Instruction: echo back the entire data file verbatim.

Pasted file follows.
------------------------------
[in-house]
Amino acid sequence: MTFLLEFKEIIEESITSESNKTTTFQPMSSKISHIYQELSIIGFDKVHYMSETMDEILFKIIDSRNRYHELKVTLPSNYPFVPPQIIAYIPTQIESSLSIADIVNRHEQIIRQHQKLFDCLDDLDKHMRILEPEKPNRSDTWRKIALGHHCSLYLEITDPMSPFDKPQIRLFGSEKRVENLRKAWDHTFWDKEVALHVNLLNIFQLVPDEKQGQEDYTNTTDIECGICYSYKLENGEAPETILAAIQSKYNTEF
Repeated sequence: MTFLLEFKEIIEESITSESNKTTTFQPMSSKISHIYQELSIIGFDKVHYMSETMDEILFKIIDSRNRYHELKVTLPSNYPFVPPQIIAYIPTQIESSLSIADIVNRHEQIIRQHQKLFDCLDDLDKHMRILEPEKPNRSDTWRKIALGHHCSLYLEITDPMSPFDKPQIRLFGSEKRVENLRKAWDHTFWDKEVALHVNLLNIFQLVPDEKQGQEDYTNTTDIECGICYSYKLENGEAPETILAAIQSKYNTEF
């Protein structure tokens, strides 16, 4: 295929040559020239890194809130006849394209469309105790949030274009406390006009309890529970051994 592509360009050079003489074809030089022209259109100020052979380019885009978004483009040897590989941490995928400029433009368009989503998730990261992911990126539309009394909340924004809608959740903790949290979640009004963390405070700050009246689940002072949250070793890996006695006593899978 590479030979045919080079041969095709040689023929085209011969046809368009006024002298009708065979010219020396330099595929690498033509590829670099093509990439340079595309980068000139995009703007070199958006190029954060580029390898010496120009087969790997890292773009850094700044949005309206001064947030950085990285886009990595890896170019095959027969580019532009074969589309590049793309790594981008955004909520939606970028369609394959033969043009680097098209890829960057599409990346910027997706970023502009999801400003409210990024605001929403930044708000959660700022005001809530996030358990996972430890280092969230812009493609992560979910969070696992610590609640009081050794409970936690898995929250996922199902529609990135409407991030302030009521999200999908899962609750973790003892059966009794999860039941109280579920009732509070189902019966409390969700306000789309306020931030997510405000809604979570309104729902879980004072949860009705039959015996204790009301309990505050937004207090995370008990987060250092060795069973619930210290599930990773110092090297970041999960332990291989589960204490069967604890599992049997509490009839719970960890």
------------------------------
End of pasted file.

[in-house]
Amino acid sequence: MTFLLEFKEIIEESITSESNKTTTFQPMSSKISHIYQELSIIGFDKVHYMSETMDEILFKIIDSRNRYHELKVTLPSNYPFVPPQIIAYIPTQIESSLSIADIVNRHEQIIRQHQKLFDCLDDLDKHMRILEPEKPNRSDTWRKIALGHHCSLYLEITDPMSPFDKPQIRLFGSEKRVENLRKAWDHTFWDKEVALHVNLLNIFQLVPDEKQGQEDYTNTTDIECGICYSYKLENGEAPETILAAIQSKYNTEF
Repeated sequence: MTFLLEFKEIIEESITSESNKTTTFQPMSSKISHIYQELSIIGFDKVHYMSETMDEILFKIIDSRNRYHELKVTLPSNYPFVPPQIIAYIPTQIESSLSIADIVNRHEQIIRQHQKLFDCLDDLDKHMRILEPEKPNRSDTWRKIALGHHCSLYLEITDPMSPFDKPQIRLFGSEKRVENLRKAWDHTFWDKEVALHVNLLNIFQLVPDEKQGQEDYTNTTDIECGICYSYKLENGEAPETILAAIQSKYNTEF
């Protein structure tokens, strides 16, 4: 295929040559020239890194809130006849394209469309105790949030274009406390006009309890529970051994 592509360009050079003489074809030089022209259109100020052979380019885009978004483009040897590989941490995928400029433009368009989503998730990261992911990126539309009394909340924004809608959740903790949290979640009004963390405070700050009246689940002072949250070793890996006695006593899978 590479030979045919080079041969095709040689023929085209011969046809368009006024002298009708065979010219020396330099595929690498033509590829670099093509990439340079595309980068000139995009703007070199958006190029954060580029390898010496120009087969790997890292773009850094700044949005309206001064947030950085990285886009990595890896170019095959027969580019532009074969589309590049793309790594981008955004909520939606970028369609394959033969043009680097098209890829960057599409990346910027997706970023502009999801400003409210990024605001929403930044708000959660700022005001809530996030358990996972430890280092969230812009493609992560979910969070696992610590609640009081050794409970936690898995929250996922199902529609990135409407991030302030009521999200999908899962609750973790003892059966009794999860039941109280579920009732509070189902019966409390969700306000789309306020931030997510405000809604979570309104729902879980004072949860009705039959015996204790009301309990505050937004207090995370008990987060250092060795069973619930210290599930990773110092090297970041999960332990291989589960204490069967604890599992049997509490009839719970960890």